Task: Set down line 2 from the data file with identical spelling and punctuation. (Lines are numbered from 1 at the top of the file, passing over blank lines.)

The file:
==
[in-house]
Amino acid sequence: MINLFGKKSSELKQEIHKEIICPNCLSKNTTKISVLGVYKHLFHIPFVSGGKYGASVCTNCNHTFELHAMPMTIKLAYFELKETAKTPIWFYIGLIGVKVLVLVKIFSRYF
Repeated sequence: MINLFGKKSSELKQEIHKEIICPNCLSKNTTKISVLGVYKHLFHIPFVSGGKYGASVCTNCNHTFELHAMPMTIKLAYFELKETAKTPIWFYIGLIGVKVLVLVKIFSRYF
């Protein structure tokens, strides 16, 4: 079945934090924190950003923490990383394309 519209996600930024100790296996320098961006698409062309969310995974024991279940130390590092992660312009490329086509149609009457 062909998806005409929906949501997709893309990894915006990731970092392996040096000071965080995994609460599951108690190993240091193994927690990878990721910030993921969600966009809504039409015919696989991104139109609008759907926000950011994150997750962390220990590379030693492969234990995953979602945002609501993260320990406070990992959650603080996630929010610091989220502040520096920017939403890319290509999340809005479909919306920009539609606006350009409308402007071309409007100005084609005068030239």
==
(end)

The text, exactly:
Amino acid sequence: MINLFGKKSSELKQEIHKEIICPNCLSKNTTKISVLGVYKHLFHIPFVSGGKYGASVCTNCNHTFELHAMPMTIKLAYFELKETAKTPIWFYIGLIGVKVLVLVKIFSRYF